The Hand Carried Letter

letter carrier The whole idea of how we exchange information in this social world is on my mind. In short, we rely on each other more than ever to share information, and we rely on these human exchanges to relate news, marketing, and other informational communication. Further, we rely on people to share in a reasonable and equitable and value-centered way.

If that’s true, and I believe it is, we have to really think about how we share, how we make our requests, and about what Dr. Stephen R. Covey called the “emotional bank account?” How can we share information beyond the first person? Let’s talk about the hand-carried letter.

The Hand-Carried Letter

In some ways, as we’ve shifted to this ubiquitous distribution world, where I can be a video maker, a radio host, a newspaper, a book, and a public speaker all from my couch, something else shifted as well. In a world where everyone can distribute information, that means there’s lots more information. That means data at Jackson Pollock velocity. Too much too read means much more goes unread.

We need “the hand-carried letter.”

A hand-carried letter means to me that the person choosing to share information with me believes in what she is sharing, and believes that it’s something I want to know about.

Think about the mail in your inbox (or clogging your social channels). Think about the mail you’re sending. Can you say this about the information you’re choosing to share?

Sharing and The Tax on Friendship

As time passes, we rely on our friends to vet and share information. Let’s use “friends” to include business colleagues, online personalities we’ve come to trust (me?), and others who we believe to have a handle on things. We look to these people for information that has already been considered once.

Example: I learn about the real time web from Louis Gray. I don’t even bother reading about it from other sources any more. When PR people send me info that seems like something Louis will cover, I either tell them to see Louis, or I delete and wait for Louis to cover it.

Example: I learn about interesting, thought-provoking books from Whitney Hoffman and Ann and Michael. I might or might not get other sources for this, but I trust the hand-carried letter of what Whitney and Ann and Michael are sharing.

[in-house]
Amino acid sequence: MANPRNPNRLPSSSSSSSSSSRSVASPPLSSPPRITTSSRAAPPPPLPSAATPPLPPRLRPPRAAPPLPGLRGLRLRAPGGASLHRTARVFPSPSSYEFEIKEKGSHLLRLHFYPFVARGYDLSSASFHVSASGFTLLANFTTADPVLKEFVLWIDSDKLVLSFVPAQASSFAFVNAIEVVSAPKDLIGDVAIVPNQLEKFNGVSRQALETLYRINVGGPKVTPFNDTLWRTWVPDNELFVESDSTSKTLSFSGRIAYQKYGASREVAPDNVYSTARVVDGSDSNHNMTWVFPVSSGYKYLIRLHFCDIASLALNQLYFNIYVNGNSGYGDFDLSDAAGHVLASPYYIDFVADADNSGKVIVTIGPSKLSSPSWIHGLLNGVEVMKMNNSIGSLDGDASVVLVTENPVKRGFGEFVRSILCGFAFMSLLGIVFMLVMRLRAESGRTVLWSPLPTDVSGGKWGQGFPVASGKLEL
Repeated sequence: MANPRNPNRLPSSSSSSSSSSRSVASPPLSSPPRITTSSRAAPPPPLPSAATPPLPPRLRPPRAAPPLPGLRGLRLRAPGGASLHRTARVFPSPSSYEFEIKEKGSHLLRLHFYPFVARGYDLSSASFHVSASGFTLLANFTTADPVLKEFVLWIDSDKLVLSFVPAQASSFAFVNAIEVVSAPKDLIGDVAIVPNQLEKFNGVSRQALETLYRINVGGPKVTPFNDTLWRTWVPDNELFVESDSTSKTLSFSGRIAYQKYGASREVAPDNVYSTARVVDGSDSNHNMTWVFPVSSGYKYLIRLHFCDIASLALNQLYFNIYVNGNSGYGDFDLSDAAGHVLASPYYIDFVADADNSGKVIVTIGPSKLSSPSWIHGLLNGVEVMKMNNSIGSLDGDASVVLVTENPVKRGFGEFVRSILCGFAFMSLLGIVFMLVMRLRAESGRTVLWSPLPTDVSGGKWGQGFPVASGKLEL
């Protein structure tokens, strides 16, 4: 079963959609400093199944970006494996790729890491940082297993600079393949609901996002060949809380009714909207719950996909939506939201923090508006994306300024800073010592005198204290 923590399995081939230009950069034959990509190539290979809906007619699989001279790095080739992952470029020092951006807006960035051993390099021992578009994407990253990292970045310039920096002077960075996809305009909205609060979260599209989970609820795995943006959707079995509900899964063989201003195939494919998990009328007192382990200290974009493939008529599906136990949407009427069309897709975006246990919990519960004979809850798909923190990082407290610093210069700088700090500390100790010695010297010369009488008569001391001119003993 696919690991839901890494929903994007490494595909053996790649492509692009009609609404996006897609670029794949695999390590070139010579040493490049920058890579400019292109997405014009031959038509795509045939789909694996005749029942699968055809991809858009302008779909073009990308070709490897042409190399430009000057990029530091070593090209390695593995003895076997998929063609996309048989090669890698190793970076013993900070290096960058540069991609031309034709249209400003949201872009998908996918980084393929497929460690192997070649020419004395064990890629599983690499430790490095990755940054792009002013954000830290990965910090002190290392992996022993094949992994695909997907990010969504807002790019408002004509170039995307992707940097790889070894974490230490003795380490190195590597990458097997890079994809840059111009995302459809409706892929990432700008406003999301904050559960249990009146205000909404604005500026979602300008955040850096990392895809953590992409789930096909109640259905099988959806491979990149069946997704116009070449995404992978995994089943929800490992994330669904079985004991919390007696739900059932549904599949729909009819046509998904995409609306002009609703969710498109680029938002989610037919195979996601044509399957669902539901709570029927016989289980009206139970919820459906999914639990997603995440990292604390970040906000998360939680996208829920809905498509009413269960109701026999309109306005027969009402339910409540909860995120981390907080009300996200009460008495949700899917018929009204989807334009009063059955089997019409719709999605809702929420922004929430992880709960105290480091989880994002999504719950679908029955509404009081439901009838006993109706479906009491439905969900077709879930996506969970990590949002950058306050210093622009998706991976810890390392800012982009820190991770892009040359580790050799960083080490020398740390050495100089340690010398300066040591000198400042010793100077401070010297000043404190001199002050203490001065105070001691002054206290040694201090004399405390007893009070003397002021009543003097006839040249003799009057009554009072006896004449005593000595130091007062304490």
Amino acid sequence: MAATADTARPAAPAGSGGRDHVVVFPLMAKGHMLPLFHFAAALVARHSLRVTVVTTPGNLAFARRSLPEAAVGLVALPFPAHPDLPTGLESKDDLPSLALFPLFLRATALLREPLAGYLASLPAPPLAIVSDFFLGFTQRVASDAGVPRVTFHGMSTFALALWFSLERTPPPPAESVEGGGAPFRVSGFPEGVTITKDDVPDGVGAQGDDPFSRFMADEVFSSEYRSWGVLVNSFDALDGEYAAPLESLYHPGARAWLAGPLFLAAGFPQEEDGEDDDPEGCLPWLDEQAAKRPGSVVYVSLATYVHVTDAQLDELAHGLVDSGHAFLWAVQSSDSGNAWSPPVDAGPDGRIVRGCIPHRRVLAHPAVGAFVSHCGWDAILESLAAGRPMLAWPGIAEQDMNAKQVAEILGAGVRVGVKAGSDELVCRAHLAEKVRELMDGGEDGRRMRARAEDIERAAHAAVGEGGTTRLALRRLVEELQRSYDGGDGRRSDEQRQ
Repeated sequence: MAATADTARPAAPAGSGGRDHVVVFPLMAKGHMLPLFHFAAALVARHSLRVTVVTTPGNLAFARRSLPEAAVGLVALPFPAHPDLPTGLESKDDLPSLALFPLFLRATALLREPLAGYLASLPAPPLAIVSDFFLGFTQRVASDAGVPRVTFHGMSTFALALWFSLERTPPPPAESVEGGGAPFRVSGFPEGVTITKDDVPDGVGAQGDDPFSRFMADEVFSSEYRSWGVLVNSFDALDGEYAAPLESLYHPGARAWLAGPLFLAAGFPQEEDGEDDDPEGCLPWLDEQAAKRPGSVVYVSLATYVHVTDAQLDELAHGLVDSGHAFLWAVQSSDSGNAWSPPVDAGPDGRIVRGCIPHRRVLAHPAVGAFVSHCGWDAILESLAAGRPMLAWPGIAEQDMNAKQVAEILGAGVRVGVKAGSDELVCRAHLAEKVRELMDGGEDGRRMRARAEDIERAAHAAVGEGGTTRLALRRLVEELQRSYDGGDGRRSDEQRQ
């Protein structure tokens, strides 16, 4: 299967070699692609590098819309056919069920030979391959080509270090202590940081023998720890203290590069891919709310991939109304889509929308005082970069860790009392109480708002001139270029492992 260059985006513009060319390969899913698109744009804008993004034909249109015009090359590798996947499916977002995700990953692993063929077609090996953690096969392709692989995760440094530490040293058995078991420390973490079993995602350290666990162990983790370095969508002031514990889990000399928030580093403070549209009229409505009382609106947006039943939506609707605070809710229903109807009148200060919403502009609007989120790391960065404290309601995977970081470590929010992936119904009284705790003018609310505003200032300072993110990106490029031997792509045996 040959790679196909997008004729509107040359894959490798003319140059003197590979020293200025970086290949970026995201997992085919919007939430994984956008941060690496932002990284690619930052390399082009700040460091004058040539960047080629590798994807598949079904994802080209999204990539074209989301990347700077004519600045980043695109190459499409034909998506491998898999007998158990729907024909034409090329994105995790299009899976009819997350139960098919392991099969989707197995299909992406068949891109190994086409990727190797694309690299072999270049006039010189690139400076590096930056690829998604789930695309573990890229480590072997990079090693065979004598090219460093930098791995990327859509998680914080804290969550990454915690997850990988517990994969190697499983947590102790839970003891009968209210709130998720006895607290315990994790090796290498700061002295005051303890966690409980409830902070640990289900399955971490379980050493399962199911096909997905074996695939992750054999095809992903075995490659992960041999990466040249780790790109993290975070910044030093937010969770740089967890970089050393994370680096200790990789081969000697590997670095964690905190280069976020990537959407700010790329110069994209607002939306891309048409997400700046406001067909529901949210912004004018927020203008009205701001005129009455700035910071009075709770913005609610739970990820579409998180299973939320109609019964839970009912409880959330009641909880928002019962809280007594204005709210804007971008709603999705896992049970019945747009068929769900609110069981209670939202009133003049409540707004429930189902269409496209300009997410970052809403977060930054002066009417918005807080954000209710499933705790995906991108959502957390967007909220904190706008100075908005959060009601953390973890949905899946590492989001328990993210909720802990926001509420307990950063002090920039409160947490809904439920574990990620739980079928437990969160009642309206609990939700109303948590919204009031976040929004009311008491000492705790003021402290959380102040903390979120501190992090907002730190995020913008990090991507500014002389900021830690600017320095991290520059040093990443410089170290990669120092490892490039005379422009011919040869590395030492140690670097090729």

But what about when people need something to travel far? Lots of us seem to have causes and needs and businesses to promote online. We have things we think are important, but sharing this information and spreading it requires that we find people who think it’s interesting enough to hand-carry to their audiences, their communities, their constituent masses.

Asking our friends to share things is a tax. If every person alive has what Dr. Stephen R. Covey calls an “emotional bank account” between us, this asking requires a small withdrawal. If things are going well between two people, and/or if the “ask” isn’t too big, this tax is small. But what if someone starts asking you to share every little thing all the time? Or, what if the person asking doesn’t really have much stored up in the emotional bank account between you? Just because you *can* reach me via email or Twitter doesn’t mean I support your causes. Right? How does your multiple asking tax those loosely-joined friendships? It taxes them at a much higher rate, is the answer.

It adds up quickly.

Ensuring Prompt Delivery

Thus, in this environment, we have to do several things, if we’re to rely on friends and loosely-joined connections to deliver hand-carried letters for us.

  • Give much more frequently than you ask. This gives others a better feeling about who you are and what you do for the space at large.
  • Share without being asked, when you consider information good. This builds up points in one’s emotional bank account (we talk about this in our pending book, Trust Agents, by the way).
  • Make the requests simple, infrequent, and brief. (If you make it hard for me to share, why should I?)
  • Ask only when you need it most. Asking others to share every little thing taxes the relationship.
  • Don’t seek hand-carried letter service if you’re really intending a mass-mail message.
  • Build your information such that it’s “hand-carried” friendly (brief, portable, shareable, addressable (with a URL).
  • Thank people for sharing, as often as you can.

What’s Your Take?

Does this resonate? How do you see the information sharing world changing? What does this mean for you or your business?

Photo Credit the consumerist

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